Utilitarianism is an ethical theory of usefulness. It examines the amount of pleasure and pain attached to a consequence. Utilitarianism has been defined as:
“The ethical doctrine that virtue is based on utility, and that conduct should be directed toward promoting the greatest happiness of the greatest number of persons.”
From this we can see the basis of Utilitarianism is giving the greatest good for the greatest number. When we look in greater depth, we see different versions, presented by different philosophers.
Jeremy Bentham (1748-1832) was a key founder of utilitarianism. His theory centres on some of the main issues found in modern day utilitarianism. Firstly, the examination on what drives human beings and looking at goodness and badness is. Secondly, his moral rule, the principal of utility. And finally, the hedonic calculus which is his system for measuring how good or bad a consequence is.
Bentham came to the conclusion that the rightness or wrongness of an action is determined by its usefulness. If something is useful, it contains more pleasure than pain. So good is the maximisation of pleasure and the minimisation of pain. Therefore it seems being useful is good. He measured the extent of good by the hedonic calculus.
His thoughts of pleasure and pain were objective things, if I touch a hot iron, it will cause me pain, so I will not do it. Any kind of preference over people who think they deserve more pleasure than another would be dismissed, as Bentham tries to clarify an objective ethical theory.
John Stuart Mill (1806-1873) was another key philosopher regarding utilitarianism. Although he accepted the principle of the greatest good for the greatest number, he disagreed with utilitarianism’s quantitive method of decisions made based solely upon numbers. Instead, he gave an alternative which examines pleasure and pain qualitively; a system which takes into account the quantity of pleasure and pain received, (as some types of pleasures are less pleasurable to others). In his renowned quote, he said:
“It is better to be a human being dissatisfied than a pig satisfied; better to be Socrates dissatisfied than a fool satisfied.”
According to Mill, pleasures of the mind are higher than pleasures of the body. He acknowledges that two work together but puts intellectual pursuit higher than activities such as food, drugs and sex. This view is left open for debate: why should pleasures of the mind be higher than the body? Wouldn’t they be equal?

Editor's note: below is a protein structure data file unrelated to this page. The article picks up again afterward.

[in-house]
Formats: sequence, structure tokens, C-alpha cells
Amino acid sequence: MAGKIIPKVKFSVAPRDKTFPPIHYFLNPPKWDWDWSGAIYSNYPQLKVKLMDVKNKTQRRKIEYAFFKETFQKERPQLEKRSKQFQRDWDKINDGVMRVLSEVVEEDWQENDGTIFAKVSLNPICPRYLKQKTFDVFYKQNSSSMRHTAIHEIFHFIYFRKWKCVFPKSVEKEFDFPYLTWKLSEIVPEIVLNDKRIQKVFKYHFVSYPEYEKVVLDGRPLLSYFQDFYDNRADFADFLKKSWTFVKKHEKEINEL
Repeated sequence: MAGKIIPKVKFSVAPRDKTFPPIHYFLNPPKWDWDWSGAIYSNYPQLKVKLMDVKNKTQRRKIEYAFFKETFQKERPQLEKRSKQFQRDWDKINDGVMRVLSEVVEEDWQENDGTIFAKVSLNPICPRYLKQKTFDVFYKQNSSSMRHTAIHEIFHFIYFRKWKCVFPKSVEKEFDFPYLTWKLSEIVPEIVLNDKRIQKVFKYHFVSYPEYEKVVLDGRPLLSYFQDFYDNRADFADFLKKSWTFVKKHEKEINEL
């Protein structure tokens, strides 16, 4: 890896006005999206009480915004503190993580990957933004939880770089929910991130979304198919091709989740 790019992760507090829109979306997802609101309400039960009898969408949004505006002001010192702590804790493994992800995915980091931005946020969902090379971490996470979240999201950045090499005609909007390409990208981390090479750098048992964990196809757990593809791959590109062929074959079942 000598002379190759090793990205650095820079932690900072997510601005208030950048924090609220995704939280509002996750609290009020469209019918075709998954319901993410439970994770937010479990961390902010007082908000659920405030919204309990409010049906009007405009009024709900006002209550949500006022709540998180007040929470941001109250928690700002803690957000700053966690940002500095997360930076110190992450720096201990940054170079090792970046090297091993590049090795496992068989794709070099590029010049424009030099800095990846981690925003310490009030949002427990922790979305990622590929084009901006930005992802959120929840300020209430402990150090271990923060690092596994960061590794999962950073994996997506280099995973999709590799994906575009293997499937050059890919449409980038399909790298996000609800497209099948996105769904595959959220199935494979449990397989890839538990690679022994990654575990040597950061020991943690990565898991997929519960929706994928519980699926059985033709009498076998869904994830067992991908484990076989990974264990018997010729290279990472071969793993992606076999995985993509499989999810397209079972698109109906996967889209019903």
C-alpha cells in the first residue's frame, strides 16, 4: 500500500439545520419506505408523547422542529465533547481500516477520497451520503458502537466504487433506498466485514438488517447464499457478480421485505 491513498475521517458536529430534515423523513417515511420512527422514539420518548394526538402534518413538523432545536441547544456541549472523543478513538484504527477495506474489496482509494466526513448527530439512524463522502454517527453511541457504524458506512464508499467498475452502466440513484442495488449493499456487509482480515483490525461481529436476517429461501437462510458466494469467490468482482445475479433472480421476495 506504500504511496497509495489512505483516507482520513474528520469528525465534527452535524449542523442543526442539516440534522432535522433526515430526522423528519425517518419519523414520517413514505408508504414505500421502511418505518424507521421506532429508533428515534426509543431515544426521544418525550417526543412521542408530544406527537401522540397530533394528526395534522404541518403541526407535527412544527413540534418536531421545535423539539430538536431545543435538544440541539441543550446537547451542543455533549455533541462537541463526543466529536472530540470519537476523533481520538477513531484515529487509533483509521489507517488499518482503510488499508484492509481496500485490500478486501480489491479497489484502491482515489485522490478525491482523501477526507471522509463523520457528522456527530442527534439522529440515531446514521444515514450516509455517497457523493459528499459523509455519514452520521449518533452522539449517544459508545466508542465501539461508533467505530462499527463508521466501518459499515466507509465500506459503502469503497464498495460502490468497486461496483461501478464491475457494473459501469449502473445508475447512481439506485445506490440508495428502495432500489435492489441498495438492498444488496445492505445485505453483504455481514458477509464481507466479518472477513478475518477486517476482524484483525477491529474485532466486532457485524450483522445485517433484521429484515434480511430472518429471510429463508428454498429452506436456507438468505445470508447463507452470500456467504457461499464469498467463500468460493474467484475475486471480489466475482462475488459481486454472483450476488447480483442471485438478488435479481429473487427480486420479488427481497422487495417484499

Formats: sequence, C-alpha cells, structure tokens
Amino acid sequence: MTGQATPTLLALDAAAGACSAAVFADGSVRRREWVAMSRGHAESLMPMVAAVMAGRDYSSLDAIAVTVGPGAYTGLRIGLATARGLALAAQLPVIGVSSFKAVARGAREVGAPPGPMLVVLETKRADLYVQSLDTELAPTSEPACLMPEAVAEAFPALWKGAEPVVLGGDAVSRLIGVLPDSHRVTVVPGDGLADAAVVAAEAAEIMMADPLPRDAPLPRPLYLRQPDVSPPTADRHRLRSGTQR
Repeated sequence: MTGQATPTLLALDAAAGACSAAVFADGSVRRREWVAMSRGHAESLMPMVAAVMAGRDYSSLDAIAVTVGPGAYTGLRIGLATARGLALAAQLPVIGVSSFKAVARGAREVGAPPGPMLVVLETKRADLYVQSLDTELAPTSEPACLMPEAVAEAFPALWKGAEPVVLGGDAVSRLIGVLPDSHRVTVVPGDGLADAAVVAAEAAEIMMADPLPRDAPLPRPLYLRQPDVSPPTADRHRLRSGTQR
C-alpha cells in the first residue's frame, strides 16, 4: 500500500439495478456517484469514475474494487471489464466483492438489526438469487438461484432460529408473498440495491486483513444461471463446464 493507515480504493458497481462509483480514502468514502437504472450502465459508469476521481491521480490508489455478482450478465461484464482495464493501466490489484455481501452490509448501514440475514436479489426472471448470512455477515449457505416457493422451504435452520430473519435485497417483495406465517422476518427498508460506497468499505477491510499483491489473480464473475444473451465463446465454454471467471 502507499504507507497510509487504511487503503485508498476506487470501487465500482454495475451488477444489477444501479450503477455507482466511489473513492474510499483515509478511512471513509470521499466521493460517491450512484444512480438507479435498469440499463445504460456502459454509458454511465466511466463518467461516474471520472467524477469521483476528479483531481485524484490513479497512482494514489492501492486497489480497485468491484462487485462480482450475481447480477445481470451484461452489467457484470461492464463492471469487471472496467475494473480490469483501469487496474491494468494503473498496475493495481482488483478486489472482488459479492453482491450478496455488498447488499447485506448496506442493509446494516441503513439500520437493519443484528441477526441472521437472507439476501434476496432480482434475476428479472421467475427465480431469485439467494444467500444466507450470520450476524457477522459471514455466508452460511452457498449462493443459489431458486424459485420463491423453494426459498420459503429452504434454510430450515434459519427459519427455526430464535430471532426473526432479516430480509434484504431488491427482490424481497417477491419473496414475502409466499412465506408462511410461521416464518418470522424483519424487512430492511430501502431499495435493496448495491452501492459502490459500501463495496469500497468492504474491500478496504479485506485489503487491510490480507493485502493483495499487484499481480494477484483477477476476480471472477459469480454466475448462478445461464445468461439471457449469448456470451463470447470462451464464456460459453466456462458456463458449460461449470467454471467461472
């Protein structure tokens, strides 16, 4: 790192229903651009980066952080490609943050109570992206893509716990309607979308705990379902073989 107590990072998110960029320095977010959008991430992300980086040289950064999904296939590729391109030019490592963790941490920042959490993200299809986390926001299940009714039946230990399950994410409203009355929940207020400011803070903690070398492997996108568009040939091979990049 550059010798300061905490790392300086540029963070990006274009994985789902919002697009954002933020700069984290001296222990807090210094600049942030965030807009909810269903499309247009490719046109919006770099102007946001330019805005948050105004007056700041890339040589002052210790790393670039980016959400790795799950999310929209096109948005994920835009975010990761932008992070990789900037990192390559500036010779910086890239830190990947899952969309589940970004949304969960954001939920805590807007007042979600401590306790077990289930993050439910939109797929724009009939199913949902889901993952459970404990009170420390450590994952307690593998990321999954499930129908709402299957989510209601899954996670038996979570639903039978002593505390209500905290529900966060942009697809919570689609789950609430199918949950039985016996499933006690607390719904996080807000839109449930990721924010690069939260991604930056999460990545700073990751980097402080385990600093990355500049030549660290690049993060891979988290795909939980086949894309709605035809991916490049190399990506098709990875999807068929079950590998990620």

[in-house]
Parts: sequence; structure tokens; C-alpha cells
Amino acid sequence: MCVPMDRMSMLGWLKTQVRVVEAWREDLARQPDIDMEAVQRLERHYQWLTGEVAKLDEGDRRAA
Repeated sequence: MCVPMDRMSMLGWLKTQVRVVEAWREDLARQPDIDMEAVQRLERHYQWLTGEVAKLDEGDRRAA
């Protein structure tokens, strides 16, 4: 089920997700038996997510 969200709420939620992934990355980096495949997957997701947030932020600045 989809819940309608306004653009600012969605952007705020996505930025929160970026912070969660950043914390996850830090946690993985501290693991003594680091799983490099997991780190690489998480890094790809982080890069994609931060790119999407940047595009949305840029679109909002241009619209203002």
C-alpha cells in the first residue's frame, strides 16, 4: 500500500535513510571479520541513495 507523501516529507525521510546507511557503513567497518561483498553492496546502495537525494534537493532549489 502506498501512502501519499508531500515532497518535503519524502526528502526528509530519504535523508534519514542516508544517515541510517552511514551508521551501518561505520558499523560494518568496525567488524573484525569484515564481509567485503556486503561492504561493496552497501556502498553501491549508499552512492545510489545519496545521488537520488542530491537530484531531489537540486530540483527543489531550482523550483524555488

This leads me onto the advantages of utilitarianism. Firstly it seems a reasonable, well balanced theory. This is because of its common sense strategy, it is understandable that people seek pleasure and avoid pain, and we should maximise the greatest pleasure. Secondly, when we look at real life conflicts and situations, we naturally look at the outcome of our actions as a factor for making a decision, utilitarianism emphasises this. “Bowie, , p.45”.
The benefits to adopting a utilitarianism approach seem significant if we examine a company or organisation. A company with restricted budgets can make decisions such as sacrificing workforce numbers or wage in accordance with the greatest pleasure to the greatest number. The ethical decisions like this where uncertainty can be involved, utilitarianism gives an answer.
There are however, disadvantages to utilitarianism. Firstly as we know, it is a teleological argument, this is something that focuses primarily of the consequence. The problem with this is we cannot predict with precise accuracy that what we think will happen will actually happen.
Secondly, pleasure and pain seem quite abstract words. It seems unlikely that we can universalise them and give their meanings set parameters. How is one to measure pleasure? Would one person’s measurement be the same as someone else’s? A popular argument is that pain is needed, not only to appreciate pleasure, but as a learning tool for people to grow. If pain is not there, it can be argued that people would stay the same, constantly doing the same thing and getting the same result, because there is no motivational force (pain) behind them to change.
Thirdly, we come across another problem of justice. Utilitarianism does not specifically say who is entitled to the pleasure. It only says there should be the greatest amount of it for the greatest number of people. This becomes a problem for minorities, does their view not count, based on the principal that they are the smaller number?